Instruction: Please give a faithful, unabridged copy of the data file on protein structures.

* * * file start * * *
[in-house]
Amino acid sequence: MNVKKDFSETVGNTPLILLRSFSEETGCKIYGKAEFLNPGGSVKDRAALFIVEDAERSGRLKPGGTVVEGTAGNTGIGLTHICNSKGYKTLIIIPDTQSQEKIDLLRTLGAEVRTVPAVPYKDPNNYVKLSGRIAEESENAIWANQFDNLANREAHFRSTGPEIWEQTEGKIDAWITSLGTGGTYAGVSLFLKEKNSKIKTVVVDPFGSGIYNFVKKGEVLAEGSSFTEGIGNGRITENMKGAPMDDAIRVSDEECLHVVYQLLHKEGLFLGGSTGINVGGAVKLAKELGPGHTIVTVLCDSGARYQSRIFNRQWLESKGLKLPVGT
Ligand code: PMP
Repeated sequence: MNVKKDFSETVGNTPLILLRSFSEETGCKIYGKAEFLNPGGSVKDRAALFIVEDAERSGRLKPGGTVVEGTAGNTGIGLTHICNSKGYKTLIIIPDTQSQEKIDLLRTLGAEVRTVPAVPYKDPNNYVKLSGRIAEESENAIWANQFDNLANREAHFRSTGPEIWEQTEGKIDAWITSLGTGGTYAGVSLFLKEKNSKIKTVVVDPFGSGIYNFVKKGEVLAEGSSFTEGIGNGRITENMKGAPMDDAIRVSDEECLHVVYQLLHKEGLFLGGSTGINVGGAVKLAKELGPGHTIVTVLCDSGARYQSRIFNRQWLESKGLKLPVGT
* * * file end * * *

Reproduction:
[in-house]
Amino acid sequence: MNVKKDFSETVGNTPLILLRSFSEETGCKIYGKAEFLNPGGSVKDRAALFIVEDAERSGRLKPGGTVVEGTAGNTGIGLTHICNSKGYKTLIIIPDTQSQEKIDLLRTLGAEVRTVPAVPYKDPNNYVKLSGRIAEESENAIWANQFDNLANREAHFRSTGPEIWEQTEGKIDAWITSLGTGGTYAGVSLFLKEKNSKIKTVVVDPFGSGIYNFVKKGEVLAEGSSFTEGIGNGRITENMKGAPMDDAIRVSDEECLHVVYQLLHKEGLFLGGSTGINVGGAVKLAKELGPGHTIVTVLCDSGARYQSRIFNRQWLESKGLKLPVGT
Ligand code: PMP
Repeated sequence: MNVKKDFSETVGNTPLILLRSFSEETGCKIYGKAEFLNPGGSVKDRAALFIVEDAERSGRLKPGGTVVEGTAGNTGIGLTHICNSKGYKTLIIIPDTQSQEKIDLLRTLGAEVRTVPAVPYKDPNNYVKLSGRIAEESENAIWANQFDNLANREAHFRSTGPEIWEQTEGKIDAWITSLGTGGTYAGVSLFLKEKNSKIKTVVVDPFGSGIYNFVKKGEVLAEGSSFTEGIGNGRITENMKGAPMDDAIRVSDEECLHVVYQLLHKEGLFLGGSTGINVGGAVKLAKELGPGHTIVTVLCDSGARYQSRIFNRQWLESKGLKLPVGT